Back here in America, some Muslim groups reacted to the 'Islamic' leader's remarks.
- " 'We condemn these racist slurs in the strongest possible terms, unequivocally reject Al Qaeda's philosophy, and reaffirm our opposition to all forms of bigotry, intolerance and racism' "
The American Muslim Taskforce on Civil Rights and Elections
- " 'As Muslims and as Americans, we will never let terrorist groups or terror leaders falsely claim to represent us or our faith,' "
Council on American-Islamic Relations (CAIR)
I don't always (or often) agree with the Los Angeles times editorializing, but I think they're spot-on with this remark:
"...This isn't the America of 1963. In the decades since Malcolm X divided blacks into those akin to slaves who worked in the fields (abused and rebellious) and those akin to slaves who worked in the master's house (comfortable and servile), the racial complexities and the racial complexion of the country have changed dramatically...." (Los Angeles Times)
Unlike the Los Angeles Times, I think that many of American's own leaders and 'great thinkers' don't realize that it's not 1963, 1964, or even 1967, any more.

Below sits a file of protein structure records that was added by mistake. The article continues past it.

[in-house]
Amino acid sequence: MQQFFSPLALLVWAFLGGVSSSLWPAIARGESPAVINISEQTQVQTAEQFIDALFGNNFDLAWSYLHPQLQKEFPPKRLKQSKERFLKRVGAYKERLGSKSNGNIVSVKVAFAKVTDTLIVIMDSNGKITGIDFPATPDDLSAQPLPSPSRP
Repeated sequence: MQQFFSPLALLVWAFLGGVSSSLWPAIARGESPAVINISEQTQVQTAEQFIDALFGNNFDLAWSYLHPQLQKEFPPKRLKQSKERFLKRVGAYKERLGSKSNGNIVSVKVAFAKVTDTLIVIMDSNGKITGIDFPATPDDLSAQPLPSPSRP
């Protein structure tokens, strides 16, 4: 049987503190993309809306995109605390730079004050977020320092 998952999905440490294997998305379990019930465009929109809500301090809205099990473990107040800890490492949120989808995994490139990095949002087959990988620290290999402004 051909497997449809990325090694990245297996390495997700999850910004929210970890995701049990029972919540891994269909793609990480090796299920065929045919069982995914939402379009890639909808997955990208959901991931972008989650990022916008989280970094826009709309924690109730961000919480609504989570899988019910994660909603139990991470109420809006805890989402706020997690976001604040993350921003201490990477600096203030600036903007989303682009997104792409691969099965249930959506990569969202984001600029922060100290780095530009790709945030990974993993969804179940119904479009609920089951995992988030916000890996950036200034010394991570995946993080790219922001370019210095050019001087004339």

Woodstock is history, disco is dead, black members of congress make the news because of what they do, not what they look like, and America will very soon swear in its first black president.
I get the impression that educators like professor Churchill, political leaders like Alcee Hastings, and groups like the Congressional Black Caucus, haven't changed their calendars, or their minds, in several decades.
Meanwhile, I'm glad to see some American Muslim groups disagree with the Al Qaeda leader. I rather thought this would happen, America culture being what it (really) is, but it's nice to have an opinion confirmed.
Previous post on this topic:
- Al Qaeda Leader Calls President-Elect Obama 'House Negro' "
(November 20, 2008)